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Gourmet Sentai Bara Yarou
Birume Sentai Barayarou became a sort of Holy Grail for me at one time. After seeing screen-shots of it at some rom site years ago, I downloaded it just long enough to test it out and became obsessed with how outlandish it was. It took me more than two years of searching Ebay, various import sites, and even begging on certain gaming forums before a copy showed up somewhere. I ended up shelling out £41 for the cart, manual and box ). About six months later someone was selling it on Ebay for £150, mint, so I didn’t feel too ripped off. Was it worth the high price and fervent dedication of locating? Onto the review..
Being released late in the SFC’s lifetime (September ’95), Birume Sentai Barayarou’s nice graphics don’t look as impressive as they would have been a few years prior. Brawlers like Undercover Cops and Legend had already raised the visual acceptance bar rather high. However, Birume Sentai Barayarou still has an ace up its sleeve – it features some of the best if not the best animation of a SNES/SFC beat ‘em up. Take the floating head (dubbed Moai) for example – when it is getting back onto its “feet” after being knocked down, must have at least four different animated frames. The background environments are a mixed bag – with the first two levels being kind of dark and overly industrial/urban. However, from the second boss fight onward, they became significantly more interesting and include things like floating Buddha heads and a bunch of gigantic robot feet serving as the floor.
I’d actually like to mention some of the enemies in this game, just so you can get a feel for why this game is so weird. There are zombie-ish looking punks that have very phallic blades that slip out of their bodies – which they attack you with by thrusting forward. There are the aforementioned Moai, which are giant floating heads that attack you by sneezing at you and mauling on your crotch. The Moai are rode upon by tiny humanoid enemies (which flail about when the Moai is attacked – amazing level of detail). When the Moai are destroyed, the tiny people leap onto your head and stomp onto it until you attack them or simply walk over their small bodies. The mini-guys also sometimes walk onto the stage carrying land-mines, which they will hide beneath and try to trick you into stepping on. There are nearly naked “human cannonballs” in the later levels which like to soar across the screen. Female enemies resembling Playboy Bunnies appear from the third level on, with one donning mechanized armor during a boss battle. Even the bosses are freaky: with a bipedal, test tube-headed robot, a Tanuki (featuring the exaggerated genitals), and a syringe-bottomed flying creature which sucks health from your character is a semi-sexual manner.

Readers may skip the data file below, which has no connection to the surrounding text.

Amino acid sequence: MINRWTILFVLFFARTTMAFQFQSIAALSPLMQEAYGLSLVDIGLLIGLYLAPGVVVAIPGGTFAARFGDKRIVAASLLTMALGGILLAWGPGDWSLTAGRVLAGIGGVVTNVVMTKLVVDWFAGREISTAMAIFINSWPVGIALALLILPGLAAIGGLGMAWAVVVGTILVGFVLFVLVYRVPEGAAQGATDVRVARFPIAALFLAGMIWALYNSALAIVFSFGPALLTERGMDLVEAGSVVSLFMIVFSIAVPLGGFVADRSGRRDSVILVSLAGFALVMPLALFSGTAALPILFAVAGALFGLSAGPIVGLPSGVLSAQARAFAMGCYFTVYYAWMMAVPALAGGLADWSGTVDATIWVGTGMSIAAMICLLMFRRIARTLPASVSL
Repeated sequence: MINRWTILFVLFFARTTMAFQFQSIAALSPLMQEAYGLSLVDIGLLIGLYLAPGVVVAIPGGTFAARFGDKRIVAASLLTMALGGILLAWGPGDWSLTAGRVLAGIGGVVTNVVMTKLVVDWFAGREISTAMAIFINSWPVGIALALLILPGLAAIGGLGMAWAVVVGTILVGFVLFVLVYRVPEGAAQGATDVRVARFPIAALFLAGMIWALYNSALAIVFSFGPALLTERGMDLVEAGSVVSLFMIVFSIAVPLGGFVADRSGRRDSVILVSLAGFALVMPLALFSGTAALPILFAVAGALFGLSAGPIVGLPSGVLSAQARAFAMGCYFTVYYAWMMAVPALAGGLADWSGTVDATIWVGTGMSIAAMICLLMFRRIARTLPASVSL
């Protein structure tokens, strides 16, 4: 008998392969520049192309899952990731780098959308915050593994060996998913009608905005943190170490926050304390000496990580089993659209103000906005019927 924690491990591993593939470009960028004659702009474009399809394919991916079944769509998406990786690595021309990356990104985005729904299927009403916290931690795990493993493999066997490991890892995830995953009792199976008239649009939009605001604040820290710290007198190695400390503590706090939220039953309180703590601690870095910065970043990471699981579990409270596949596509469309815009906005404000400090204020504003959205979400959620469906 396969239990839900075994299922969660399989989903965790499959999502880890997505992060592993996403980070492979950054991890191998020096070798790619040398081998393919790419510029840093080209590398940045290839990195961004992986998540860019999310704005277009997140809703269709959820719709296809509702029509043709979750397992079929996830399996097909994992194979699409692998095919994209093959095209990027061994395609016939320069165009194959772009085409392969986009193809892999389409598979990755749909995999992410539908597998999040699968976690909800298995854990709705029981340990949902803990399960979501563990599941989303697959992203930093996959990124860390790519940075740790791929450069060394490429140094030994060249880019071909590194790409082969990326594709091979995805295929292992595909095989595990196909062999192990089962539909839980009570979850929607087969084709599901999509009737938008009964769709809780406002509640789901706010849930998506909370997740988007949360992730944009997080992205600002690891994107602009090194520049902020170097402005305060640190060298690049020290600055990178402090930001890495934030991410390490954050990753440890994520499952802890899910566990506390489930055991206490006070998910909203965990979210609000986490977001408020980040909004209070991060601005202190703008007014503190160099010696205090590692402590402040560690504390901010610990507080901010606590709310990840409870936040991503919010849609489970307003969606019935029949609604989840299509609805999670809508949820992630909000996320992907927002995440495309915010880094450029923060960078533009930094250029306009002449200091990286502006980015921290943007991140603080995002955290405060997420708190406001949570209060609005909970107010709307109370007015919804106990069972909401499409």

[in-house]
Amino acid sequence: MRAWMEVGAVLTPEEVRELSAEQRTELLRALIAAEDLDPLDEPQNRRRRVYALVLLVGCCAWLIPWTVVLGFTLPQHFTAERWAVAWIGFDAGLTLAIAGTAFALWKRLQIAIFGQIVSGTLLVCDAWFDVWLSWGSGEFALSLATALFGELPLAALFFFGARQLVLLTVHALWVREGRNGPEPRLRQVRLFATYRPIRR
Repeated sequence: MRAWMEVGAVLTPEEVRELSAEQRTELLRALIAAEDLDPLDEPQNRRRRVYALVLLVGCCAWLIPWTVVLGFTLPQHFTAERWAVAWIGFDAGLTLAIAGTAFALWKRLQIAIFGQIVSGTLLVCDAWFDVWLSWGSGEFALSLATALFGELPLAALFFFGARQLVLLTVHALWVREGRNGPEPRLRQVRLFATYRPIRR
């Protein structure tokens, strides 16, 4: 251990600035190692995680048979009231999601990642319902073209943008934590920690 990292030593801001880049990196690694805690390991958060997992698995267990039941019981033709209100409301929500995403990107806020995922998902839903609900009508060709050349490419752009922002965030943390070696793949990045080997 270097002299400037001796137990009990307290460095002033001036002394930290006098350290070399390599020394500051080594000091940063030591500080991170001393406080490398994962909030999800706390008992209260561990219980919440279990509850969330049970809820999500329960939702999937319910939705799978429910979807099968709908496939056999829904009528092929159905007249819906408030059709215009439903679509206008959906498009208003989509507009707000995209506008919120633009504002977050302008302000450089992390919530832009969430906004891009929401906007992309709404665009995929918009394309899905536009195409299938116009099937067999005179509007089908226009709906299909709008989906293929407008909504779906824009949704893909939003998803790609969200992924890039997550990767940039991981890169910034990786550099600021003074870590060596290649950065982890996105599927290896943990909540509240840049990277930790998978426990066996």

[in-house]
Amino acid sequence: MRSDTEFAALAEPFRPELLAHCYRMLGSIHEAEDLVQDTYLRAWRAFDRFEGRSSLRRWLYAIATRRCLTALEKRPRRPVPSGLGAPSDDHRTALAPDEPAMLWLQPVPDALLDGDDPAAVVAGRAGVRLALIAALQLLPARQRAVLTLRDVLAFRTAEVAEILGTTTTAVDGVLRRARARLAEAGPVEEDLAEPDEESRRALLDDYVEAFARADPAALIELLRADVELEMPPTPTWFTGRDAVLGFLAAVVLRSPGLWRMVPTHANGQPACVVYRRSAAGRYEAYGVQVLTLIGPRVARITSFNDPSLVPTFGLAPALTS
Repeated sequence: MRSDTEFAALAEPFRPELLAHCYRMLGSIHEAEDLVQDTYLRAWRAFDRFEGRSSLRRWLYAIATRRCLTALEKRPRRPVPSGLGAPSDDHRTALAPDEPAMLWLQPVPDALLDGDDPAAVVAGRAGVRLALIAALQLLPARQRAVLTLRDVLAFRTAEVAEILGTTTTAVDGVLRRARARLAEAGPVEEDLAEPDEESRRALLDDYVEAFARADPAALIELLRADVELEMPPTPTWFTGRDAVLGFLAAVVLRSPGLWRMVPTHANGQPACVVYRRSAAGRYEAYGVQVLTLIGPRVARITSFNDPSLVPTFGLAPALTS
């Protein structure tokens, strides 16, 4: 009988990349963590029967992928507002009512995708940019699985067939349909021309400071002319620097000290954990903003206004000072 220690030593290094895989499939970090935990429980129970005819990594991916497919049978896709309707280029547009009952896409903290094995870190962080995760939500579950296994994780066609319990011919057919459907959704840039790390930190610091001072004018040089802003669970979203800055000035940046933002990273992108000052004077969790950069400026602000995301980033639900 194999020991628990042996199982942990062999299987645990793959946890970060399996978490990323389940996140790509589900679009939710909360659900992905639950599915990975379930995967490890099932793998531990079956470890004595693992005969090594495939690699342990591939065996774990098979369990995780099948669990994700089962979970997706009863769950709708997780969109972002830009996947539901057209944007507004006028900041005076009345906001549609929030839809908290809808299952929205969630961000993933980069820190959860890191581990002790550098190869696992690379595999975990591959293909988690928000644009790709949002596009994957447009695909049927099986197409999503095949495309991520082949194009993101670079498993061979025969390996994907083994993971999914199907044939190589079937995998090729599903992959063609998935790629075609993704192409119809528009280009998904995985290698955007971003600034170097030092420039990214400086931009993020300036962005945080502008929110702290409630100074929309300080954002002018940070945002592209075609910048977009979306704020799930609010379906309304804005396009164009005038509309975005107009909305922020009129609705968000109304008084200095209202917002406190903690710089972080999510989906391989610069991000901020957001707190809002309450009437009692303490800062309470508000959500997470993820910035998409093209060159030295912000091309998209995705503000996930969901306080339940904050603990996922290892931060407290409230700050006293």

The music is about average for the most part, and isn’t going to be giving Streets of Rage a run for its money any time soon. The sound effects, however, are pretty unique and caused me more than a couple of raised eyebrows. The first level boss sputters out something that sounds like a cross between high-pitched Anime-styled Japanese and a baby cackling. Another enemy, a girl with body-armor and clawed hand weapons, barks like a small dog as she’s fighting you. Weird stuff, and it beefs up the rating of this category a bit.
Aside from the “shadow-clone” occasionally attacking you instead of the enemies, everything here functions perfectly. No response lag, or any lag period, and the button layout scheme is fine. There is actually a button reserved for posing – which makes your character poise and spin around as if there were a bunch of magazine photographers off-screen.
Despite being a rather basic beat ‘em up at its core, Birume Sentai Barayarou brings about some interesting ideas alongside its entirely zany characters. Every defeated enemy either drops or turns into cooking ingredients – which you can piece together and do such things as restore health at the end of each level. This is done – by the way – with a giant robotic chef slicing and dicing the ingredients to make your character a meal. You can also get a temporary second player to help you out, which is controlled by the computer, that I called a “shadow-clone”. The name comes from the fact the extra combatant is always the same character as the one you have, except darker. It doesn’t bring about any graphical glitches or lag (like Final Fight 3), even if the shadow-clone only lasts a level or two before disappearing. The game can be pretty hard, as you only have one life per stage sections (but infinite continues), and you life-bar carries over from one level to the next. Most of the excitement from this area of the game is just seeing how crazy and often homo-erotic the next enemy type or boss is.
There are three playable characters, and up to two people can participate in the combat at once. All of the other “points” given to this area of the review come from the sheer pleasure of bringing people who are unfamiliar with this game along to see what it consists of. Birume Sentai Baraya could very will become the life of a party!
Fun Factor: 80%
While the combat engine in Birume Sentai Barayarou isn’t as developed as most of the others beat ‘em ups I ranked 8/10 – it has an inescapable sense of humor. Morbid curiosity can often replace solid game-play (see: Micheal Jackon’s Moonwalker), and the fighting engine is still at least average for the genre. There’s no way most people are going to be able to find, much less afford, a copy of this game. However, you should at least emulate it or watch the couple of game-play videos someone posted on Youtube. If you can stomach Choaniki – or even enjoy it – then this should be right up your alley.